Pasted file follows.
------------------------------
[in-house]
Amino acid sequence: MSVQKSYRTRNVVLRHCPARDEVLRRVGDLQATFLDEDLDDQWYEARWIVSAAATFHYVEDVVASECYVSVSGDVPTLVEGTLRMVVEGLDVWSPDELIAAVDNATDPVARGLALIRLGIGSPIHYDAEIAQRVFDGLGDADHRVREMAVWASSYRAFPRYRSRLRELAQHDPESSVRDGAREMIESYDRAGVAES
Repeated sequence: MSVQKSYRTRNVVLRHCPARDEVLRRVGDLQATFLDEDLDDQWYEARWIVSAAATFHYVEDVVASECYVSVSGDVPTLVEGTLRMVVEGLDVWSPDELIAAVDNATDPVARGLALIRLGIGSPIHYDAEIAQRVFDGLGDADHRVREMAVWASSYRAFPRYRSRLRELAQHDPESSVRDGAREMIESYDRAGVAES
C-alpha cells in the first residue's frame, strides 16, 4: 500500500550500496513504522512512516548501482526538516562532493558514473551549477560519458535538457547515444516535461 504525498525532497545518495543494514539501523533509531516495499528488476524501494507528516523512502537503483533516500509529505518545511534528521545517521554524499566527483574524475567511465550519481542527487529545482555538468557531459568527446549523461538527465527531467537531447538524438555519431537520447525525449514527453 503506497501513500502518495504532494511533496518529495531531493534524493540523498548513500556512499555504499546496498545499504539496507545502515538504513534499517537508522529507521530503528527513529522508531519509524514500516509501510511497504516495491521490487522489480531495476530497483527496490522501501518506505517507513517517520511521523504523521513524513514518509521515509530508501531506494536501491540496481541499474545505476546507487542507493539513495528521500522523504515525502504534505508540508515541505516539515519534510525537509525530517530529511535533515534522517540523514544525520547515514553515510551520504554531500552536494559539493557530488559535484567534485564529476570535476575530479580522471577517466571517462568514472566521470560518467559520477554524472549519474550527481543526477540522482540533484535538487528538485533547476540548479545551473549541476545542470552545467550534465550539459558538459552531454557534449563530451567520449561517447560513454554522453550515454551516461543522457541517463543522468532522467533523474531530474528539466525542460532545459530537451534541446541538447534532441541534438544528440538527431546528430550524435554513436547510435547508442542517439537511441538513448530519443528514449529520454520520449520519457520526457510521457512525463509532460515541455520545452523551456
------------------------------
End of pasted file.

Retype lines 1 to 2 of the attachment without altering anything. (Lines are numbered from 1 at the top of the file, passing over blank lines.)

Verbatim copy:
[in-house]
Amino acid sequence: MSVQKSYRTRNVVLRHCPARDEVLRRVGDLQATFLDEDLDDQWYEARWIVSAAATFHYVEDVVASECYVSVSGDVPTLVEGTLRMVVEGLDVWSPDELIAAVDNATDPVARGLALIRLGIGSPIHYDAEIAQRVFDGLGDADHRVREMAVWASSYRAFPRYRSRLRELAQHDPESSVRDGAREMIESYDRAGVAES